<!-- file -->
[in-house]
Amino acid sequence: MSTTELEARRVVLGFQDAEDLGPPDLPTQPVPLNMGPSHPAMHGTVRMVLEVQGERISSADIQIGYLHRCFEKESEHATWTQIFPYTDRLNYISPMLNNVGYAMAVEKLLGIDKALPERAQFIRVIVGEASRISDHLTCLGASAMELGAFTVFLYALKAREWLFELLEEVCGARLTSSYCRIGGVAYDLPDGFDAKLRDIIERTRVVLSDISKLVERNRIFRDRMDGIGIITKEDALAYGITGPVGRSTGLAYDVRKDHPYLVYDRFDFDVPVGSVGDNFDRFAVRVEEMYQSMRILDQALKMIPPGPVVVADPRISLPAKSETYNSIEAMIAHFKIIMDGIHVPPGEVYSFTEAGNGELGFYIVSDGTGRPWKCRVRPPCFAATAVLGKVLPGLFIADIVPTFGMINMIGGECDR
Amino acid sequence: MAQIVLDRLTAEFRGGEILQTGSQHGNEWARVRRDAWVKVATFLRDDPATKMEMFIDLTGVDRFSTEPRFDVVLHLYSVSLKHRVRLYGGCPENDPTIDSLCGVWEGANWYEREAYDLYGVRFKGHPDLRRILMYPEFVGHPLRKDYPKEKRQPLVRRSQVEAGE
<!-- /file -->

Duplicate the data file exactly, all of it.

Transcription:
[in-house]
Amino acid sequence: MSTTELEARRVVLGFQDAEDLGPPDLPTQPVPLNMGPSHPAMHGTVRMVLEVQGERISSADIQIGYLHRCFEKESEHATWTQIFPYTDRLNYISPMLNNVGYAMAVEKLLGIDKALPERAQFIRVIVGEASRISDHLTCLGASAMELGAFTVFLYALKAREWLFELLEEVCGARLTSSYCRIGGVAYDLPDGFDAKLRDIIERTRVVLSDISKLVERNRIFRDRMDGIGIITKEDALAYGITGPVGRSTGLAYDVRKDHPYLVYDRFDFDVPVGSVGDNFDRFAVRVEEMYQSMRILDQALKMIPPGPVVVADPRISLPAKSETYNSIEAMIAHFKIIMDGIHVPPGEVYSFTEAGNGELGFYIVSDGTGRPWKCRVRPPCFAATAVLGKVLPGLFIADIVPTFGMINMIGGECDR
Amino acid sequence: MAQIVLDRLTAEFRGGEILQTGSQHGNEWARVRRDAWVKVATFLRDDPATKMEMFIDLTGVDRFSTEPRFDVVLHLYSVSLKHRVRLYGGCPENDPTIDSLCGVWEGANWYEREAYDLYGVRFKGHPDLRRILMYPEFVGHPLRKDYPKEKRQPLVRRSQVEAGE